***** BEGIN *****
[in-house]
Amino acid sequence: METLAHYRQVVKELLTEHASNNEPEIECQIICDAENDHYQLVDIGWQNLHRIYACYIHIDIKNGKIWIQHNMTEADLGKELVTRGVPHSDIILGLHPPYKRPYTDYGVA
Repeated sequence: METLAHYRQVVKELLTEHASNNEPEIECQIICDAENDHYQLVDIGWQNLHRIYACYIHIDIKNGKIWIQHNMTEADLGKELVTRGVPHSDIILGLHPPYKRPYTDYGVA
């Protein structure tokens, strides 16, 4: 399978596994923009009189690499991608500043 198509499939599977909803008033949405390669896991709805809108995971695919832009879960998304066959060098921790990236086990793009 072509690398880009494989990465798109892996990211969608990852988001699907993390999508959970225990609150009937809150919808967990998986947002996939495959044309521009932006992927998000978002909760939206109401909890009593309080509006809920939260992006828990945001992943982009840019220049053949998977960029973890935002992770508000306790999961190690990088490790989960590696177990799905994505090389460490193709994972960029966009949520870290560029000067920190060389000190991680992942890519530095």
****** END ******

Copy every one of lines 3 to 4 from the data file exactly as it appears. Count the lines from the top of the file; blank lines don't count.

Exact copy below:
Repeated sequence: METLAHYRQVVKELLTEHASNNEPEIECQIICDAENDHYQLVDIGWQNLHRIYACYIHIDIKNGKIWIQHNMTEADLGKELVTRGVPHSDIILGLHPPYKRPYTDYGVA
């Protein structure tokens, strides 16, 4: 399978596994923009009189690499991608500043 198509499939599977909803008033949405390669896991709805809108995971695919832009879960998304066959060098921790990236086990793009 072509690398880009494989990465798109892996990211969608990852988001699907993390999508959970225990609150009937809150919808967990998986947002996939495959044309521009932006992927998000978002909760939206109401909890009593309080509006809920939260992006828990945001992943982009840019220049053949998977960029973890935002992770508000306790999961190690990088490790989960590696177990799905994505090389460490193709994972960029966009949520870290560029000067920190060389000190991680992942890519530095």